This Brisbane home is a delicate balance of transparency and seclusion, sitting on the edge of a tree-lined gully.
Rosebery House in the city’s Highgate Hill area was designed by Aussie practice Andresen O’Gorman Architects and completed in 1997. It was conceived as a trio of double-storey pavilions that are connected by courtyards and covered walkways, and concealed by super-scale trellises and a canopy of trees.
The trellis skin that encloses the Brisbane home – on the market via Modern House, with price on application – has a dual purpose: it protects it from the western sun while creating air-flow throughout the house. But it also provides transparency while still hiding its inhabitants from prying eyes.
Each pavilion has a designated purpose and contains spaces for sleeping and bathing, working and eating, gathering, reading and quiet reflection. Walls, screens and columns help demarcate these spaces, and there are multiple staircases across the Brisbane property so it can adapt as its inhabitants’ needs change – and even accommodate multi-generational living.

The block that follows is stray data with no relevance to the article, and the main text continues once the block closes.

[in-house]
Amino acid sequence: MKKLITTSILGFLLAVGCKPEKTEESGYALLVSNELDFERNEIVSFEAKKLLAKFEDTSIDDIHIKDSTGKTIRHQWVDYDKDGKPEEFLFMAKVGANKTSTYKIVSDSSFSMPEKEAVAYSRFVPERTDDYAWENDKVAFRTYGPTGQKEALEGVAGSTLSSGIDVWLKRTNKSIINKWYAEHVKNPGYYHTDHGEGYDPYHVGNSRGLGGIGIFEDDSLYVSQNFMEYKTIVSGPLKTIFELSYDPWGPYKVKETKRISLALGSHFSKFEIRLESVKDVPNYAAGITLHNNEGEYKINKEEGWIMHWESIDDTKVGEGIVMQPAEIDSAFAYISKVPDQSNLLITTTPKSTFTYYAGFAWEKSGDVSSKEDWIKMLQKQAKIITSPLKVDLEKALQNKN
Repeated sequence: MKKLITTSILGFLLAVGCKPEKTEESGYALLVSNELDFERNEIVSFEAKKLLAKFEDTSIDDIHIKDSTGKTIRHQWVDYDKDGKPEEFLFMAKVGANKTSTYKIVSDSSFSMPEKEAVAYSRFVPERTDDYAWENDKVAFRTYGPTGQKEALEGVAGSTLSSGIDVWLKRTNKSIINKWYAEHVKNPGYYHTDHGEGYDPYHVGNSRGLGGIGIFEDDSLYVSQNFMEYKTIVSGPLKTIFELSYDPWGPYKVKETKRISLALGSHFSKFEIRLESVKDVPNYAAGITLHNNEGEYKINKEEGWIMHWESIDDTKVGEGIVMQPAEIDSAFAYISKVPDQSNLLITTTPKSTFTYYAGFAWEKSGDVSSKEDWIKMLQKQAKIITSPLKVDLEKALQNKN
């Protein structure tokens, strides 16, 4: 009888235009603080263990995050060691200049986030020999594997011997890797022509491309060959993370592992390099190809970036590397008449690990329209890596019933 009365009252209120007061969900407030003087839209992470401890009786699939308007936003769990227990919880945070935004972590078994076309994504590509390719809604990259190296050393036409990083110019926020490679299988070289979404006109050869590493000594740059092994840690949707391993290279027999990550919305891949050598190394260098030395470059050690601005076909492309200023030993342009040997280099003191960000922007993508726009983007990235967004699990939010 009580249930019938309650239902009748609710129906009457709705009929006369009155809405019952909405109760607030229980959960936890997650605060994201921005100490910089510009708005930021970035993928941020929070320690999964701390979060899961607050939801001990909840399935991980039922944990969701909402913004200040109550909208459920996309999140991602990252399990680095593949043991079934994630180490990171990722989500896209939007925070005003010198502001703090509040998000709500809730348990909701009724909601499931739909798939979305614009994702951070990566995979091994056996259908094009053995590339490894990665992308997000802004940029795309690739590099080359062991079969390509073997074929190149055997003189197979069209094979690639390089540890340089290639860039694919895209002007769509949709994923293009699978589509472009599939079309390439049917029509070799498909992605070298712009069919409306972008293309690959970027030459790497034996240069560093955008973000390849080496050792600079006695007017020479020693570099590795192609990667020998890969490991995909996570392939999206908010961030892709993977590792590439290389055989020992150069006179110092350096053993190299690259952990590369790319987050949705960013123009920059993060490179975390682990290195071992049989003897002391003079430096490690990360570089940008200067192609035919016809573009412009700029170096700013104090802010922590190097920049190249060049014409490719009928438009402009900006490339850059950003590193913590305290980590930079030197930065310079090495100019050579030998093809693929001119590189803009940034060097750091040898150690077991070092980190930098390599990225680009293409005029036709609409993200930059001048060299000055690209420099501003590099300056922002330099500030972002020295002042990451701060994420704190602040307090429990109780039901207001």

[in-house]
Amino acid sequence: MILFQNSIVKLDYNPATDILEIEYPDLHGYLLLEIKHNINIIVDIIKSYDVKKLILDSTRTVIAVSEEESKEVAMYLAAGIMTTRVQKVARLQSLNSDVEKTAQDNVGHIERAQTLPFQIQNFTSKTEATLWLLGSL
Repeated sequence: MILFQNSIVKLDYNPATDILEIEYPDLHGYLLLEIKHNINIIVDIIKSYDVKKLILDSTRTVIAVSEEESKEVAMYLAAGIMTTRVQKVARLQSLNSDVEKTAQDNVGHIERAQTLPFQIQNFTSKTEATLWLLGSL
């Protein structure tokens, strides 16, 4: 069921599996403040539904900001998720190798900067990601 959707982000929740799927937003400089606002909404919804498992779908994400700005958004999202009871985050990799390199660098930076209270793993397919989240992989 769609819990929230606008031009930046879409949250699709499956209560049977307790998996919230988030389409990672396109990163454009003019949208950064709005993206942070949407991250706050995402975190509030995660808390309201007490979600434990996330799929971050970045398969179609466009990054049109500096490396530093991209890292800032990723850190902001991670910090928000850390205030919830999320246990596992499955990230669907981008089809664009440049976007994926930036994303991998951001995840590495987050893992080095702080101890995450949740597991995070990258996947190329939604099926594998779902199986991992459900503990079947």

Interiors are dominated by natural materials and the pièce de résistance is the living room space, whose battened panel screens slide away, opening it to the surrounding woodlands and the outside deck.
There’s also an abundance of glass throughout the Australian property. Says the current owner: ‘I often sit with a cup of tea and watch the light change. It’s a real shadow play, and I am constantly seeing new aspects of the place.’
Despite its jungle-like setting, Rosebery House is actually just 3km from central Brisbane, and is close to the Brisbane River.